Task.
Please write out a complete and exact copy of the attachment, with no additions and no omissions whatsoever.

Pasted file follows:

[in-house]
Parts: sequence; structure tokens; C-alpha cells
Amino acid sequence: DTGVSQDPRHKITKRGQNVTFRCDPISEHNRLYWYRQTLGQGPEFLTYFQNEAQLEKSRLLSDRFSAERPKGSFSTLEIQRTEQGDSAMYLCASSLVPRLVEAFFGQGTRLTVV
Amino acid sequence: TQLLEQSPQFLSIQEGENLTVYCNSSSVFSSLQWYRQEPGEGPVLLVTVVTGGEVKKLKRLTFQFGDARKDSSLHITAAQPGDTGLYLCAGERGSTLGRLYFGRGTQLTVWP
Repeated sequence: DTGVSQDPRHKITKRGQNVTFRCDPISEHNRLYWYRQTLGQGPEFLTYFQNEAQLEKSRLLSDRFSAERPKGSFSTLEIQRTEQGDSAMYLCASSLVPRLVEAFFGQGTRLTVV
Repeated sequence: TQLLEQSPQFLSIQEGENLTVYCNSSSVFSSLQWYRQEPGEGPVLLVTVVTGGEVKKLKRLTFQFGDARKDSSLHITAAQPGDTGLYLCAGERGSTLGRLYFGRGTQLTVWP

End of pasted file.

[in-house]
Parts: sequence; structure tokens; C-alpha cells
Amino acid sequence: DTGVSQDPRHKITKRGQNVTFRCDPISEHNRLYWYRQTLGQGPEFLTYFQNEAQLEKSRLLSDRFSAERPKGSFSTLEIQRTEQGDSAMYLCASSLVPRLVEAFFGQGTRLTVV
Amino acid sequence: TQLLEQSPQFLSIQEGENLTVYCNSSSVFSSLQWYRQEPGEGPVLLVTVVTGGEVKKLKRLTFQFGDARKDSSLHITAAQPGDTGLYLCAGERGSTLGRLYFGRGTQLTVWP
Repeated sequence: DTGVSQDPRHKITKRGQNVTFRCDPISEHNRLYWYRQTLGQGPEFLTYFQNEAQLEKSRLLSDRFSAERPKGSFSTLEIQRTEQGDSAMYLCASSLVPRLVEAFFGQGTRLTVV
Repeated sequence: TQLLEQSPQFLSIQEGENLTVYCNSSSVFSSLQWYRQEPGEGPVLLVTVVTGGEVKKLKRLTFQFGDARKDSSLHITAAQPGDTGLYLCAGERGSTLGRLYFGRGTQLTVWP